Alcohol and Tobacco Use Among Undergraduate and Postgraduate Medical Students in India: A Multicentric Cross-sectional Study

Nidhi Goel, Vivek Khandelwal, Kapil Pandya, Atul Kotwal

Abstract


Background: Substance use among medical fraternity is a well-known phenomenon among both undergraduate (UG) and postgraduate (PG) medical students. Yet, there have been very few multi-centric studies to estimate the actual burden of this problem in this important population group in India. This study was conducted to estimate the prevalence of alcohol and tobacco use, assess the knowledge and attitudes towards this issue, and identify factors associated with substance use among UG and PG medical students in India.

Methods: A pre-tested, self-report, anonymous questionnaire was administered to medical undergraduates and post graduate medical residents of eight medical colleges across India. This study used a convenience sample of medical colleges with random selection of study participants within each college for each group, UG and PG.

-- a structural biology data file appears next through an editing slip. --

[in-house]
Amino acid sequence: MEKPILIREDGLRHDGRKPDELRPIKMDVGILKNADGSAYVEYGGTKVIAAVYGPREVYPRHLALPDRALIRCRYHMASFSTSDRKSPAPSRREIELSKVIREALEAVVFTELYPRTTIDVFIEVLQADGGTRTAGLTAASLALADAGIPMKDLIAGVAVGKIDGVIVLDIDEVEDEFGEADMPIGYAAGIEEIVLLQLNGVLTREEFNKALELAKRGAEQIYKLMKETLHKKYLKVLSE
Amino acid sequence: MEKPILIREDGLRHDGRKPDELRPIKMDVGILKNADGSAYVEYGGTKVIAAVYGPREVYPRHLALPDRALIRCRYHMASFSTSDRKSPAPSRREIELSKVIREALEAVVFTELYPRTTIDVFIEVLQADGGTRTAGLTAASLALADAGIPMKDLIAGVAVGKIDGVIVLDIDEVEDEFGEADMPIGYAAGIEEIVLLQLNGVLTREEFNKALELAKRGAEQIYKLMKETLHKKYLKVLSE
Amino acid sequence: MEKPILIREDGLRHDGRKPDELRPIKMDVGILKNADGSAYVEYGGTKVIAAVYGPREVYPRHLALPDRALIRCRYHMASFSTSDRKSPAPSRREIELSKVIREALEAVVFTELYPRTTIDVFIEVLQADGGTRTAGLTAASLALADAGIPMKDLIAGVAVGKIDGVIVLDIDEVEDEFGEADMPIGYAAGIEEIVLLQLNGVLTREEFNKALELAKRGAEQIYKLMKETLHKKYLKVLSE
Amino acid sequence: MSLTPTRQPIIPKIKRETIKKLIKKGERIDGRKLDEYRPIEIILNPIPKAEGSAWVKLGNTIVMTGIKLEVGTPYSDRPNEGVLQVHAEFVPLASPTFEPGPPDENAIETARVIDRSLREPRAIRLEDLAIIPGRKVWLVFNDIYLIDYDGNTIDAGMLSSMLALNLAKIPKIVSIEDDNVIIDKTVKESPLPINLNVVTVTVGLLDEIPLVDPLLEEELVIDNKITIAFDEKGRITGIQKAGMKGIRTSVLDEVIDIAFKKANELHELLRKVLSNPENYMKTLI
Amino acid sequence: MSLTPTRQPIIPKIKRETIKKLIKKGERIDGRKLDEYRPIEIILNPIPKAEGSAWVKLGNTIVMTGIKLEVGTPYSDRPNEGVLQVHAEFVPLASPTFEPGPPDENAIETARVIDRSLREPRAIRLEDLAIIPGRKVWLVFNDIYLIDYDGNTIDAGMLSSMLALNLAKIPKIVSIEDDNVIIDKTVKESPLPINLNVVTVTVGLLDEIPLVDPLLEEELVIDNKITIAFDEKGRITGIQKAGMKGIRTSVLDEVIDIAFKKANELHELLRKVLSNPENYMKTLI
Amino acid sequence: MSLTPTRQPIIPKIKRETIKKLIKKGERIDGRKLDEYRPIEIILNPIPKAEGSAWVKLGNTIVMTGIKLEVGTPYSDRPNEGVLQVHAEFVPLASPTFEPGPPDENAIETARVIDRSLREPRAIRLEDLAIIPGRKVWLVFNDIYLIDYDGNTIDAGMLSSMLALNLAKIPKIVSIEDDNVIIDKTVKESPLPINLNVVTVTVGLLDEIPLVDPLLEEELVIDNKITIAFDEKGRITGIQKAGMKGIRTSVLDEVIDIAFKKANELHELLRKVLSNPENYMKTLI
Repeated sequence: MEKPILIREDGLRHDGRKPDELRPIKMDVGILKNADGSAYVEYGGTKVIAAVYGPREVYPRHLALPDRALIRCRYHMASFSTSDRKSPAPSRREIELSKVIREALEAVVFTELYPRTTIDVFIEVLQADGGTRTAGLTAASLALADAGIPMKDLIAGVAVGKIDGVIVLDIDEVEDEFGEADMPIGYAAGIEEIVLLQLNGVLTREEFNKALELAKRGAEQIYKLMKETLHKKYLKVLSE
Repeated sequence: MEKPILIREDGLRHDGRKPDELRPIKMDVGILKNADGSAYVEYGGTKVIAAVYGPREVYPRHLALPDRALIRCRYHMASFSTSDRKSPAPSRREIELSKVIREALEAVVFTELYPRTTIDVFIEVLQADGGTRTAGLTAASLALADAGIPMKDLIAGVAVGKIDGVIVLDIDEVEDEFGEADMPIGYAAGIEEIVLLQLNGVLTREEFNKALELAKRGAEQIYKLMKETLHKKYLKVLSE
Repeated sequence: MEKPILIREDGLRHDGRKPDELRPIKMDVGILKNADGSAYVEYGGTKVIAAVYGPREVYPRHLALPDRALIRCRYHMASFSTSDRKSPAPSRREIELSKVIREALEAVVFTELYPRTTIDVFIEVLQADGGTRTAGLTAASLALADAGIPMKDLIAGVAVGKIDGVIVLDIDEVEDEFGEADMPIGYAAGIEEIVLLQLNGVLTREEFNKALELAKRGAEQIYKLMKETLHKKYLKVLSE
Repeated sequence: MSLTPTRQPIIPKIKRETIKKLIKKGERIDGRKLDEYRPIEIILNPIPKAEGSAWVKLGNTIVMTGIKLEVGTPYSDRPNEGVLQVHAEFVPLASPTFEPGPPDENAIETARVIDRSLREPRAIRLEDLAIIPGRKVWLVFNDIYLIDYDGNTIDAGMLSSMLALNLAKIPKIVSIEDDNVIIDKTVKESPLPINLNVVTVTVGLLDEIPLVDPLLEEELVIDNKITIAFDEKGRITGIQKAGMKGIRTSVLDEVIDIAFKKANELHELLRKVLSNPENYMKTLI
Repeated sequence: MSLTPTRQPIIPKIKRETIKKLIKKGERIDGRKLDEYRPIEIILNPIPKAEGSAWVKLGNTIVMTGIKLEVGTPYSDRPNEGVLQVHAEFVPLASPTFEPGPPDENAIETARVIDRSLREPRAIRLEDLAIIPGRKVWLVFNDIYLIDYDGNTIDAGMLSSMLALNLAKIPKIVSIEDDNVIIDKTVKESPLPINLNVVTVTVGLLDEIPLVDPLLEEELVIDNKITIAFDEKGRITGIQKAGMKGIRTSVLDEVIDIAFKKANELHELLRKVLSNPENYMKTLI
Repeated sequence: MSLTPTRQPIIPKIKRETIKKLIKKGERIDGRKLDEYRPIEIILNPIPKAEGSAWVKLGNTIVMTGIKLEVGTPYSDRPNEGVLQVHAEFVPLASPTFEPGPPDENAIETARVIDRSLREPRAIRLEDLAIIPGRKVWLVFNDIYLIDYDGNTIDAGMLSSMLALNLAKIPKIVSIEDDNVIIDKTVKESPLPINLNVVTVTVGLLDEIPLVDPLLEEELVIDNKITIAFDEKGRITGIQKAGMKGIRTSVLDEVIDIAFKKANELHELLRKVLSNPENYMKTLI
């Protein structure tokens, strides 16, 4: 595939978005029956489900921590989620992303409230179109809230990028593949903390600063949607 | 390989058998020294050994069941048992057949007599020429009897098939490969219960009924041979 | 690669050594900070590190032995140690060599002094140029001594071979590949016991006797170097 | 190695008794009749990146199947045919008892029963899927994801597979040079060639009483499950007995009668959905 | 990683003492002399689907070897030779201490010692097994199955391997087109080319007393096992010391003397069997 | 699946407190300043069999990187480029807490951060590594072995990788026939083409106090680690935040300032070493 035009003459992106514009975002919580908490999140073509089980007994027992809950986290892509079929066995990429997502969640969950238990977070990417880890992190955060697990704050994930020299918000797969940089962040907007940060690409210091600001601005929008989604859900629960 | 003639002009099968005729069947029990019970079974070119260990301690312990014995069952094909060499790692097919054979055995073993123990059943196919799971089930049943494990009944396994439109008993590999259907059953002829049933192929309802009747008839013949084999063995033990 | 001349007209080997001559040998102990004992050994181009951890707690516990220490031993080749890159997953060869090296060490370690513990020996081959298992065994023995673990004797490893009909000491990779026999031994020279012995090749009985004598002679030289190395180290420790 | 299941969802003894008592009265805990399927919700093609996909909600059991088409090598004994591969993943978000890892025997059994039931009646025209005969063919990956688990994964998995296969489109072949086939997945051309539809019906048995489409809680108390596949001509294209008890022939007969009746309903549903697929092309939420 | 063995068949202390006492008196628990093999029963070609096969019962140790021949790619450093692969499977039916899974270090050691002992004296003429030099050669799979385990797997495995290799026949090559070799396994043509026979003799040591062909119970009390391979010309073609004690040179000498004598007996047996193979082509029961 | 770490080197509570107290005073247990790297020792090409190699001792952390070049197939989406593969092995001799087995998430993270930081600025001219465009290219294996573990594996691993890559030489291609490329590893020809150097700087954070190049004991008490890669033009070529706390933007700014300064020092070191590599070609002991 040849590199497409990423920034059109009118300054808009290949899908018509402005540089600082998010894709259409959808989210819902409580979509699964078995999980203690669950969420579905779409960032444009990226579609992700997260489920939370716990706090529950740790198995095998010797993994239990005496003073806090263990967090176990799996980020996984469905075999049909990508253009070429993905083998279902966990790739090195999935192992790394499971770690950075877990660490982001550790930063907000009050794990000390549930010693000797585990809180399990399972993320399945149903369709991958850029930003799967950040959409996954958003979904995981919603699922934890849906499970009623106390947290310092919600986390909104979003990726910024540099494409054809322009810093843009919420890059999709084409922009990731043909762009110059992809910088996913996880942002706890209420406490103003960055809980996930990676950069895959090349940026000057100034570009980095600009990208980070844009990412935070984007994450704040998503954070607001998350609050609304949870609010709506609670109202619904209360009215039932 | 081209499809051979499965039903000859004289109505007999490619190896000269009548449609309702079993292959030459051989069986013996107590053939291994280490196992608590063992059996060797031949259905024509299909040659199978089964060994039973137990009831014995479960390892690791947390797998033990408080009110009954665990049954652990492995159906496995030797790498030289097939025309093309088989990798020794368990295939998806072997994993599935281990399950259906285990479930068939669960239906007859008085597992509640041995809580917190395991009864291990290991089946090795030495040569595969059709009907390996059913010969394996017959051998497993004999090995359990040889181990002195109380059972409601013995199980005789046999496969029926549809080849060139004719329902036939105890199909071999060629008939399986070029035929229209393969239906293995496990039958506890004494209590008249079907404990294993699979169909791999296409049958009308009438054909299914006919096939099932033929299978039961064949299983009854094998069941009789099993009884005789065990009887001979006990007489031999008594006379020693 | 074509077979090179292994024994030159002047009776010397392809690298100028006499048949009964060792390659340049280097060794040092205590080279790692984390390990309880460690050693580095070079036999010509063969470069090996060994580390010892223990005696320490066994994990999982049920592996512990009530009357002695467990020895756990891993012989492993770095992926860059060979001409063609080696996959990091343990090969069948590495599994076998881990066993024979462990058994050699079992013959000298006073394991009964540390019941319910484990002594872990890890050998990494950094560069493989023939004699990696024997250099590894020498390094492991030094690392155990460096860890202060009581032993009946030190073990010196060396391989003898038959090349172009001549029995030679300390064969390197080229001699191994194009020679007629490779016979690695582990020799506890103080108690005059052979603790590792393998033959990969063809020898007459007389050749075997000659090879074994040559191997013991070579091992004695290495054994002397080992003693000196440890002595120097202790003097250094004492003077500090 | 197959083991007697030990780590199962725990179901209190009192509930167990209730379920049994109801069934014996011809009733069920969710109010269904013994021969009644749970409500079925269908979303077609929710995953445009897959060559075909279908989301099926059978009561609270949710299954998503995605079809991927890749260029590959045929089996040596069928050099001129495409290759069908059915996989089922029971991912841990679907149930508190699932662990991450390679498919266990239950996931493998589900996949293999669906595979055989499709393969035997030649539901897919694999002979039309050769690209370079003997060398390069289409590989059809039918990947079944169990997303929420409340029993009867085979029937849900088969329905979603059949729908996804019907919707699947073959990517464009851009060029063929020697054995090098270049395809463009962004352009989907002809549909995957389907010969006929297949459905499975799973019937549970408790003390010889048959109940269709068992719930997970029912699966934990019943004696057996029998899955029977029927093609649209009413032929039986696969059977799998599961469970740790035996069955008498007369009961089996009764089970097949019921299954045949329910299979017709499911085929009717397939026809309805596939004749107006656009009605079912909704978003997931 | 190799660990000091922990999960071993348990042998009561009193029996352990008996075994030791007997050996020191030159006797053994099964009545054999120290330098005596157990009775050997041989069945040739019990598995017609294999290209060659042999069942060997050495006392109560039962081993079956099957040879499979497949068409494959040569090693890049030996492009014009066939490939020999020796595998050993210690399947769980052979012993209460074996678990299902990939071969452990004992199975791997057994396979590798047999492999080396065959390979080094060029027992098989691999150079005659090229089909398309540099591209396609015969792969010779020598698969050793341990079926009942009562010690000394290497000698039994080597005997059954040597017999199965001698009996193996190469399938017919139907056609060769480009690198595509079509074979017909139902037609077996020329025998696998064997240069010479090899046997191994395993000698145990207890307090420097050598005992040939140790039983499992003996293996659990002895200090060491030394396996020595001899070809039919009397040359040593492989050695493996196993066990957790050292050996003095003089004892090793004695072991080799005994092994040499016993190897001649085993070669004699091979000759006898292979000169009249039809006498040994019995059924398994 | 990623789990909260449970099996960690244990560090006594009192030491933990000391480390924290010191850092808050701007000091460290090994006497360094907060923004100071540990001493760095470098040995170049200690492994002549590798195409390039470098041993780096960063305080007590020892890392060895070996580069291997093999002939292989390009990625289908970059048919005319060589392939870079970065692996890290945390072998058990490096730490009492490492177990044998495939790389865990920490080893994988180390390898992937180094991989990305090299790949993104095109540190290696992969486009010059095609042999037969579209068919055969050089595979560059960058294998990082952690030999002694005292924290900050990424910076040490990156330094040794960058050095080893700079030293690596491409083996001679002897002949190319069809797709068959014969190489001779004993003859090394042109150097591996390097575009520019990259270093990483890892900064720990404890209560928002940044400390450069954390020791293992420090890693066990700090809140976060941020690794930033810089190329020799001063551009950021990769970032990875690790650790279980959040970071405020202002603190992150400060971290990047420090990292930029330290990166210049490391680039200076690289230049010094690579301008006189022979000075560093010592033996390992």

Results: Prevalence of alcohol and tobacco use among UG students was 16.6%, 95% CI [14.5, 18.9] and 8.0%, 95% CI [6.4, 9.6], respectively, whereas prevalence was 31.5%, 95% CI [26.3, 37.0] and 14.5%, 95% CI [10.7, 18.9], respectively for PGs. For both substances, males had a higher prevalence of use compared to females in both groups (p < 0.001). Positive family history of substance use (p < 0.001 for both groups) and early age of initiation (p = 0.011 for tobacco; p > 0.05 for alcohol) were associated with a greater difficulty to quit the habit. Over 90% of study participants felt that substance use adversely affected their skills and reported not using substances prior to managing their patients.

Conclusions: Since substance use is a relatively common phenomenon among UG and PG medical students in India, future prospective studies and interventions are required to better understand the pattern of substance use and reduce its prevalence. 


Keywords


alcohol; tobacco; undergraduate medical students; postgraduate medical students; cross-sectional

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References


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DOI: https://doi.org/10.5195/cajgh.2015.187

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